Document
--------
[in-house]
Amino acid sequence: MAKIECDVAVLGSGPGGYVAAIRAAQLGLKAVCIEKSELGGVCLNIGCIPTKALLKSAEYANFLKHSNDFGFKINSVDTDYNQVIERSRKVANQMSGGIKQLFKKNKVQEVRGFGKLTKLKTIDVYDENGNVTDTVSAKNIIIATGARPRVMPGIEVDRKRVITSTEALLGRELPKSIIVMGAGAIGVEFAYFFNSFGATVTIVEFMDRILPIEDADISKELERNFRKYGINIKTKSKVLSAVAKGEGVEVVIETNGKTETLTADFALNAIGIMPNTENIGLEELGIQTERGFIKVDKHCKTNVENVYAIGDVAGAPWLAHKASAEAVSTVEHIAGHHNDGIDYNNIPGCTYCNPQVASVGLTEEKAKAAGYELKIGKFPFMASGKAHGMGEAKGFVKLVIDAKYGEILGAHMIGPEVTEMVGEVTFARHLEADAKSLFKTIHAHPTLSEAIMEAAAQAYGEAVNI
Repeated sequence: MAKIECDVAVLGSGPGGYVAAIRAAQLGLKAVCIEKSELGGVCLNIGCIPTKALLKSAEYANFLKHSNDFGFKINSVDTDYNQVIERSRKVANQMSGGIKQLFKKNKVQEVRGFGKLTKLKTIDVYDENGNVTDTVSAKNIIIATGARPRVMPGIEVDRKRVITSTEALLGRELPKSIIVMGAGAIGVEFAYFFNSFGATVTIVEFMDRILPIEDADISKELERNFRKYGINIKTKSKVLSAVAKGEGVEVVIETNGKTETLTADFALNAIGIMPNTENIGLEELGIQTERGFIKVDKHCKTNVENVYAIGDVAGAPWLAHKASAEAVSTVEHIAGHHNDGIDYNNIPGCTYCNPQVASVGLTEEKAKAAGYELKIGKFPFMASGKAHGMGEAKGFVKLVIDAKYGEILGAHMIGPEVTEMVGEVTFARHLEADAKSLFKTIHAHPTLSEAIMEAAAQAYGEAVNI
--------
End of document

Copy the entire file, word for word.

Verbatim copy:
[in-house]
Amino acid sequence: MAKIECDVAVLGSGPGGYVAAIRAAQLGLKAVCIEKSELGGVCLNIGCIPTKALLKSAEYANFLKHSNDFGFKINSVDTDYNQVIERSRKVANQMSGGIKQLFKKNKVQEVRGFGKLTKLKTIDVYDENGNVTDTVSAKNIIIATGARPRVMPGIEVDRKRVITSTEALLGRELPKSIIVMGAGAIGVEFAYFFNSFGATVTIVEFMDRILPIEDADISKELERNFRKYGINIKTKSKVLSAVAKGEGVEVVIETNGKTETLTADFALNAIGIMPNTENIGLEELGIQTERGFIKVDKHCKTNVENVYAIGDVAGAPWLAHKASAEAVSTVEHIAGHHNDGIDYNNIPGCTYCNPQVASVGLTEEKAKAAGYELKIGKFPFMASGKAHGMGEAKGFVKLVIDAKYGEILGAHMIGPEVTEMVGEVTFARHLEADAKSLFKTIHAHPTLSEAIMEAAAQAYGEAVNI
Repeated sequence: MAKIECDVAVLGSGPGGYVAAIRAAQLGLKAVCIEKSELGGVCLNIGCIPTKALLKSAEYANFLKHSNDFGFKINSVDTDYNQVIERSRKVANQMSGGIKQLFKKNKVQEVRGFGKLTKLKTIDVYDENGNVTDTVSAKNIIIATGARPRVMPGIEVDRKRVITSTEALLGRELPKSIIVMGAGAIGVEFAYFFNSFGATVTIVEFMDRILPIEDADISKELERNFRKYGINIKTKSKVLSAVAKGEGVEVVIETNGKTETLTADFALNAIGIMPNTENIGLEELGIQTERGFIKVDKHCKTNVENVYAIGDVAGAPWLAHKASAEAVSTVEHIAGHHNDGIDYNNIPGCTYCNPQVASVGLTEEKAKAAGYELKIGKFPFMASGKAHGMGEAKGFVKLVIDAKYGEILGAHMIGPEVTEMVGEVTFARHLEADAKSLFKTIHAHPTLSEAIMEAAAQAYGEAVNI